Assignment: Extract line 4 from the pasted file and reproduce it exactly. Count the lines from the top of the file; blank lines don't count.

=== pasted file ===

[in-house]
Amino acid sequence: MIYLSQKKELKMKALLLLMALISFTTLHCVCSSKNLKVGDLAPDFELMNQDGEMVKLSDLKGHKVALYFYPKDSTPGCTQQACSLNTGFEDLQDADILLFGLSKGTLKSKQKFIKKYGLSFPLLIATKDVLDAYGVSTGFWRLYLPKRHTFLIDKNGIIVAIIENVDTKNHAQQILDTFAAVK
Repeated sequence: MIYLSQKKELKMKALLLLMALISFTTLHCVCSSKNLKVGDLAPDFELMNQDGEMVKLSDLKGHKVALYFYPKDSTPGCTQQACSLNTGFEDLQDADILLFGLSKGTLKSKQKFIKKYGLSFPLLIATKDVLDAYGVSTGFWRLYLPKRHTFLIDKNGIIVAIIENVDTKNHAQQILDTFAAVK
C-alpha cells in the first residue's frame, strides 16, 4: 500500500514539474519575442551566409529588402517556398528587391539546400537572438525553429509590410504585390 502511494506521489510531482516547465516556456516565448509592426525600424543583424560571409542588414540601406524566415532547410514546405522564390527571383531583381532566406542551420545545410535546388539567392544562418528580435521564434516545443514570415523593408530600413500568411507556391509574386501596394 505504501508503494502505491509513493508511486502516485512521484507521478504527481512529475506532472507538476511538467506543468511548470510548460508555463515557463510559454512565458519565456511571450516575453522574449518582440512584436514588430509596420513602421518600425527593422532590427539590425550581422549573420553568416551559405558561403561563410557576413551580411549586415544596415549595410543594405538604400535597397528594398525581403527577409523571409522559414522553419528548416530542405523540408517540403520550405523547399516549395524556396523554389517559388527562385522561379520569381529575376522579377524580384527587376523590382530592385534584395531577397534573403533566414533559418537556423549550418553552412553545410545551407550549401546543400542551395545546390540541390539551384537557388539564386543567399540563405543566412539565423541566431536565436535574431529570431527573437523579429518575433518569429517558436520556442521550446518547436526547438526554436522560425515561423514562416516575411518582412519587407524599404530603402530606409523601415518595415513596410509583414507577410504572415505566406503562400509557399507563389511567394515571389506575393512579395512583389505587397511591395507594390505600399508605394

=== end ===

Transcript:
C-alpha cells in the first residue's frame, strides 16, 4: 500500500514539474519575442551566409529588402517556398528587391539546400537572438525553429509590410504585390 502511494506521489510531482516547465516556456516565448509592426525600424543583424560571409542588414540601406524566415532547410514546405522564390527571383531583381532566406542551420545545410535546388539567392544562418528580435521564434516545443514570415523593408530600413500568411507556391509574386501596394 505504501508503494502505491509513493508511486502516485512521484507521478504527481512529475506532472507538476511538467506543468511548470510548460508555463515557463510559454512565458519565456511571450516575453522574449518582440512584436514588430509596420513602421518600425527593422532590427539590425550581422549573420553568416551559405558561403561563410557576413551580411549586415544596415549595410543594405538604400535597397528594398525581403527577409523571409522559414522553419528548416530542405523540408517540403520550405523547399516549395524556396523554389517559388527562385522561379520569381529575376522579377524580384527587376523590382530592385534584395531577397534573403533566414533559418537556423549550418553552412553545410545551407550549401546543400542551395545546390540541390539551384537557388539564386543567399540563405543566412539565423541566431536565436535574431529570431527573437523579429518575433518569429517558436520556442521550446518547436526547438526554436522560425515561423514562416516575411518582412519587407524599404530603402530606409523601415518595415513596410509583414507577410504572415505566406503562400509557399507563389511567394515571389506575393512579395512583389505587397511591395507594390505600399508605394